The Information Age, But Who Understands It
The Information Age, But Who Understands It
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The last several years have caused a massive shift in the way that people receive and look for information. With smart phones, tablets and free Wi-Fi access exploding across the country, searching for a business or information relevant to what you want to do such as movie times or events has never been easier. Mobile internet devices will surpass the amount of desktops and PC’s this year, making information more accessible than ever.
The US has the highest percentage of internet access at over 78 percent of the population compared to 38 percent for the entire world. As developing countries continue to expand their internet access and mobile devices make their way into mainstream America, the internet will become more and more universal.
There will come a time when almost everyone in the world has internet access either at home or at a nearby café that provides free internet access. As we accelerate towards this point in time, in which more information is accessible to more and more people we will start to see exponential increase in digital information use.
This exponential increase will be caused by the multiplying effect of more people having internet access combined with more people building and creating internet media. In other words, each passing day, there are more people with internet access and more immediate access such as mobile or smartphone internet access. This contributes to the overall population of people that will be creating and building internet media such as social media profiles, websites, blog posts or news articles.
Additionally, traditional cable television will slowly be replaced by internet usage of television or media. New televisions are often fitted with internet access, and it is fairly easy to hook up your computer to most TV’s. The internet is quickly becoming the dominant form of media; however most people and businesses are not prepared for this accelerating change.
You would think that computer science and information technology oriented majors would be increasing at a pace similar to the demand increases in digital technology and usage. However, skilled computer science and programming employees are becoming a major shortage in the United States and many developed countries. In fact, some reports have claimed that there are as many as 150,000 computer science related jobs opening each year, and only approximately 14,000 computer science undergraduates graduating each year. That is a massive shortage, and quite extraordinary considering how most recent graduates are finding it very difficult to get a new job.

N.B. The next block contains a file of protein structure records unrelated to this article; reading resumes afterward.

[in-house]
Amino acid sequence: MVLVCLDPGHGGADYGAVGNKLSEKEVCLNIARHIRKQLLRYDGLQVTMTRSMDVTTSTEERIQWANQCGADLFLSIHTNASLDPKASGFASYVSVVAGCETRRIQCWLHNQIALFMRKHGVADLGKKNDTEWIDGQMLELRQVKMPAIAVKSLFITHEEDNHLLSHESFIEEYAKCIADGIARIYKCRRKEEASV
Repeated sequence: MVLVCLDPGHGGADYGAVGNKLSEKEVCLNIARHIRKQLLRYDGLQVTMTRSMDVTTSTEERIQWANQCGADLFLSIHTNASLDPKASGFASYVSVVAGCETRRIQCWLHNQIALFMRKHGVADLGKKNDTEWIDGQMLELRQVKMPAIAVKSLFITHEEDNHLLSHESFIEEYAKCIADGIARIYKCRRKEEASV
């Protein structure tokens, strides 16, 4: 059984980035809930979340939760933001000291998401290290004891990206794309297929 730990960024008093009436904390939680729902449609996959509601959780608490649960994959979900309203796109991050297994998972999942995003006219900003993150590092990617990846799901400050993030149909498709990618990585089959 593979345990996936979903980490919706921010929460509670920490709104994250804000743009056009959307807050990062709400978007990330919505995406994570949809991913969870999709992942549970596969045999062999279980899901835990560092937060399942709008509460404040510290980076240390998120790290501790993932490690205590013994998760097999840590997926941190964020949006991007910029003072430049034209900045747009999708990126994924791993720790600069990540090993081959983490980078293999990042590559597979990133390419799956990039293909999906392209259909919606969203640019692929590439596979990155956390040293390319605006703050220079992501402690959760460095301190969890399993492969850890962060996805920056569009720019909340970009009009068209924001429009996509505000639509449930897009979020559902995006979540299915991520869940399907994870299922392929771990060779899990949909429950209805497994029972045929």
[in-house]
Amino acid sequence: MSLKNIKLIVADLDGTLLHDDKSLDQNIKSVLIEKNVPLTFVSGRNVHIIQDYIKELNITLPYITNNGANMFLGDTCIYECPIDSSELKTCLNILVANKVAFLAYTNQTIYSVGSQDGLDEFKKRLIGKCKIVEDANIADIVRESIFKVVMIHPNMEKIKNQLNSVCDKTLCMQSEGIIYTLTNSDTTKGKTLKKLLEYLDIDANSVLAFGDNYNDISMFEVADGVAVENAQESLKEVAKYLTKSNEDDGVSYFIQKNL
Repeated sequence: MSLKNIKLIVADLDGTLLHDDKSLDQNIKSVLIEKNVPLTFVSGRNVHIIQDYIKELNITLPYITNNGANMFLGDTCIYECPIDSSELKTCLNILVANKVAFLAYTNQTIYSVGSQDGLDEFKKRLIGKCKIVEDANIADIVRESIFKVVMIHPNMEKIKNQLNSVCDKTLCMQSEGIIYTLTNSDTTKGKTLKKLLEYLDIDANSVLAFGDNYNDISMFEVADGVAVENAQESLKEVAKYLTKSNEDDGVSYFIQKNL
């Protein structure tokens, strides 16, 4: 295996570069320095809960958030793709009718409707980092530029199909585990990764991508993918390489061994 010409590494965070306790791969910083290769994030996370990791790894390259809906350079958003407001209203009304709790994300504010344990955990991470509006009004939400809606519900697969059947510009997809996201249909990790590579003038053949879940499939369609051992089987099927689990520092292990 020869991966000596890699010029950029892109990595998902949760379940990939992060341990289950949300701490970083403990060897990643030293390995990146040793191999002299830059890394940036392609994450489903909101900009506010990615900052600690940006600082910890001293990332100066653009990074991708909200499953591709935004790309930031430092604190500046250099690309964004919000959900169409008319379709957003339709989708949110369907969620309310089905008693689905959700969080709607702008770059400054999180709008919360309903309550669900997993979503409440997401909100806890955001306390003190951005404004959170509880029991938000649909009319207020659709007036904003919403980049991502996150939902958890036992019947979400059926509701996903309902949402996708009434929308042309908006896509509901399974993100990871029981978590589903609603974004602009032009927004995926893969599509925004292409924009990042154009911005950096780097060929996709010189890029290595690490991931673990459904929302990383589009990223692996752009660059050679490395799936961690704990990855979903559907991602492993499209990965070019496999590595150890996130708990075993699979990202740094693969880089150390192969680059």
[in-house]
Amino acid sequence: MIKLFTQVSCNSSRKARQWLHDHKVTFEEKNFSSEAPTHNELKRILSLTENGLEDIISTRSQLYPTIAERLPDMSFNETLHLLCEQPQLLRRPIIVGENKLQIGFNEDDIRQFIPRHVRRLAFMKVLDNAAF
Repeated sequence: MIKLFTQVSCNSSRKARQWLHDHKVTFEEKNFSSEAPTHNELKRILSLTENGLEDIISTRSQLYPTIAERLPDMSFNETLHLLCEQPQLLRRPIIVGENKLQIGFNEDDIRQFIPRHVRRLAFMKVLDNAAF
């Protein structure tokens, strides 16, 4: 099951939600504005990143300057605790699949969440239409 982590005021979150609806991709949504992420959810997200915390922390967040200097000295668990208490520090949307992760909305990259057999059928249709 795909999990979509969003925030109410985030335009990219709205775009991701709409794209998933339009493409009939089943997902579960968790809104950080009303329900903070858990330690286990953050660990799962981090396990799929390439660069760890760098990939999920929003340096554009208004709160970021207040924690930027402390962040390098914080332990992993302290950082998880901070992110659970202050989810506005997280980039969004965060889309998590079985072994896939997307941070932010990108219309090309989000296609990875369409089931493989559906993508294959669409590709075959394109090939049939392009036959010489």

Technology companies such as Microsoft and Google are providing training and free classes to young students and teachers willing to teach computer science to high school students. It seems that students are not interested in computer science yet it is one of the most lucrative majors you could pursue. The reasons for this seem to be point to a few things.
Most parents are not familiar with computer science and are unlikely to push their children to study to computer science. Additionally, students lack knowledge about the industry and are not aware that it is one of the highest paid majors one could attend. Lastly, it is not an easy major, and students seem to stray away from majors that require substantially more time than other majors.
Businesses are also lacking technical expertise, regardless of the shortage of technical employees available. The average business owner is over 45 years old, and lacks the computer and information technology skills needed to successfully manage a business competitively. This makes it hard for businesses owners to even know where to begin when it comes to competing online. Without technical expertise or knowledge how can a business owner hire the right person to help where they are lacking; or find the right company to fill in the void at a lower cost than hiring an employee to do so? They can attempt to research and learn on their own what they need to make an informed decision but they still may not be effective at finding the right technical help they need to succeed.
This overall lack of information technology expertise from both an employee and employer perspective is an interesting phenomenon because of the explosion of information technology jobs. Technical expertise has never been more coveted by businesses, yet there are barely any more computer science majors than there were thirty years ago. In fact, some years have actually had a major decrease in computer science majors. This lack of information technology and programming knowledge will create a massive void in one of the most important trends in the 21st century, the information age.
It seems that the small percentage of people willing to major and study computer science will be the ones to take on a stronger role in this shift to the information age. The internet will no doubt take a stronger role in most people’s lives from both a social and economic perspective. The few people with the foresight to master this craft deemed “information technology” will be the ones that progress through the 21st century without pain, and the ones that fail to adapt to the accelerating change we are experiencing will fall behind.

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